Renewable energy powered membrane technology: Fluoride removal in a rural community in northern Tanzania

Junjie Shen, Godfrey Mkongo, Gudrun Abbt-Braun, Silvia L. Ceppi, Bryce S. Richards, Andrea I. Schäfer*

*Corresponding author for this work

Research output: Contribution to journalArticlepeer-review

53 Citations (Scopus)


Abstract Water samples from 13 sites in the Oldonyosambu Ward in Northern Tanzania were collected and comprehensively analyzed for fluoride and other components. Local water resources are typically of sodium carbonate (Na-HCO<inf>3</inf>) type with low calcium (Ca<sup>2+</sup>) concentrations. Water sources contain excessive fluoride concentrations and are used as the principal water supply for drinking and cooking by the rural communities. The occurrence of fluoride has severe health impacts in the population from babies (pre-natal) to the elderly, resulting in severe dental and skeletal fluorosis in this area. Purification technologies suitable for such situations in very rough rural communities are scarce due to the absence of electricity supply, infrastructure and operational skills. The development of advanced, yet appropriate technologies is hence a novel separation and purification challenge in that somewhat established technologies need to be adapted to new environments. To this effect two types of experiments were conducted: The water with the highest fluoride concentration (Site 4, 17.9 mg/L, WHO guideline 1.5 mg/L, Tanzanian guideline 4 mg/L) was treated with different nanofiltration (NF) and reverse osmosis (RO) membranes in batch-scale experiments. Results show that fluoride and other components including sodium, potassium, calcium, magnesium, carbonate, sulfate, silica, and organic matter were removed reliably from these natural waters by NF/RO.A pilot-scale autonomous membrane system powered directly by solar energy was used to treat the water with the highest fluoride concentration and examine the impact of fluctuating energy on three different membranes (BW30, NF90, NF270). The results demonstrated that the BW30 and NF90 membranes achieved the WHO guideline, while the NF270 membrane bettered the Tanzanian fluoride guideline. The total permeate volume produced with these membranes was 1000, 2444 and 2656 L, respectively. The resilience of the system to solar fluctuations was good during the short term tests. The results suggest that such advanced membrane technologies powered directly by renewable energy are an attractive option for addressing the water problems in rural areas. While the technology is well established, the adaptation to villages such as those in the Oldonyosambu Ward is far from achieved. This requires further work in terms of integration, technology adaptation and operation and maintenance schemes.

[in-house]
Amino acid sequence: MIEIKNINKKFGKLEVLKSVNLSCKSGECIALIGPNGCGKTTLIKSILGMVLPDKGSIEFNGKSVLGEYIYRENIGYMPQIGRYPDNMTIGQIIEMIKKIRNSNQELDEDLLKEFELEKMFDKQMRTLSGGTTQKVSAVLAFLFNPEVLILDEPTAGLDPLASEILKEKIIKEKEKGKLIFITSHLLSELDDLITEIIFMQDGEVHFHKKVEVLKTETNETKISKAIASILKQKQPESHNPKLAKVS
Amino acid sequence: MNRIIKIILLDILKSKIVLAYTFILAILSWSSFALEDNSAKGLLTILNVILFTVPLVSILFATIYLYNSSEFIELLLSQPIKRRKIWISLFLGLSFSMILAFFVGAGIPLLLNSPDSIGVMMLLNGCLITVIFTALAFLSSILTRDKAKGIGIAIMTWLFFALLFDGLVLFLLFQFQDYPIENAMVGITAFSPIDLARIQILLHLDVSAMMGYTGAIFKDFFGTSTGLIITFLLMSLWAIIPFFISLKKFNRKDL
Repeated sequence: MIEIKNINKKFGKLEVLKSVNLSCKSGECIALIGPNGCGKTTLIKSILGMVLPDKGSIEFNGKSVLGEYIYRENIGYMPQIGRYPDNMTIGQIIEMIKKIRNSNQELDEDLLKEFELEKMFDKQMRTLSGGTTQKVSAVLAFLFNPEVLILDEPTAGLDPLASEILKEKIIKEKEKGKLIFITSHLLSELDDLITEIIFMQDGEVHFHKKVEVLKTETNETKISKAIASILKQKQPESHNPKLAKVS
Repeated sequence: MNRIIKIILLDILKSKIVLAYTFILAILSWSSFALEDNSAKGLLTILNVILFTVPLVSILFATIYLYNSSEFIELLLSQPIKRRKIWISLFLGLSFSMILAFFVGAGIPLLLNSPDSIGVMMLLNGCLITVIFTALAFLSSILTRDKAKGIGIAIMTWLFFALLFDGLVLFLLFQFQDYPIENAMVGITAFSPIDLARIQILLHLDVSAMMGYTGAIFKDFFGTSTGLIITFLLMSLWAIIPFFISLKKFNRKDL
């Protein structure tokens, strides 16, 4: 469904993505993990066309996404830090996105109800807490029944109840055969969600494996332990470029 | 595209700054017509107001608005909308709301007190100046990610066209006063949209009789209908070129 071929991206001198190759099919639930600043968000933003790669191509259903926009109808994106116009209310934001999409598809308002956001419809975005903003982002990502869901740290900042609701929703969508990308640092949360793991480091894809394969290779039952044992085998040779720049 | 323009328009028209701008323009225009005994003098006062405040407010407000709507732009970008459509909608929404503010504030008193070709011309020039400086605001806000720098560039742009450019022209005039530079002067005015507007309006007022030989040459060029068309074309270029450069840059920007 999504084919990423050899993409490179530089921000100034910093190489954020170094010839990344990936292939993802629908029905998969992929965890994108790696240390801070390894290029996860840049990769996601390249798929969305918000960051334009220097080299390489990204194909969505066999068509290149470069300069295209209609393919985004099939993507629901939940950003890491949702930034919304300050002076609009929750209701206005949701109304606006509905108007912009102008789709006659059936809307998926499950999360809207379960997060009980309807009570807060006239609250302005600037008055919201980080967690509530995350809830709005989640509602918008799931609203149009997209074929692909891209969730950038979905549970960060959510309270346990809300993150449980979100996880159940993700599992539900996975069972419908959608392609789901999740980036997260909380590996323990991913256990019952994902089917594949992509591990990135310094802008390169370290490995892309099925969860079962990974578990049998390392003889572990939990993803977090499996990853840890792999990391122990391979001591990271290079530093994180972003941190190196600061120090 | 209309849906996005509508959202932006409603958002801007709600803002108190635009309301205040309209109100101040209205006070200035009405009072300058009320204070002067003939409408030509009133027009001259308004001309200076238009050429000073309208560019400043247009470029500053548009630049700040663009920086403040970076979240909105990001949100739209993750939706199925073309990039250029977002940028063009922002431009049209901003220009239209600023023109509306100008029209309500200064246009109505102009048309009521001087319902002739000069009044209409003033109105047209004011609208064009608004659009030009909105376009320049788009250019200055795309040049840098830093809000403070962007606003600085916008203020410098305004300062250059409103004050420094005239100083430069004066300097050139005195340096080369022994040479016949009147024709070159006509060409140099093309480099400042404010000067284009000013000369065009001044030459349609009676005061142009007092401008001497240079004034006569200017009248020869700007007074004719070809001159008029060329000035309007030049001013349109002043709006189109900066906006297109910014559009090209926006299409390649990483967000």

Original languageEnglish
Pages (from-to)349-361
Number of pages13
JournalSeparation and Purification Technology
Early online date23 May 2015
Publication statusPublished - 27 Jul 2015


  • Community case study
  • Fluoride removal
  • Fluorosis
  • Nanofiltration
  • Photovoltaics
  • Reverse osmosis
  • Water supply

ASJC Scopus subject areas

  • Analytical Chemistry
  • Filtration and Separation


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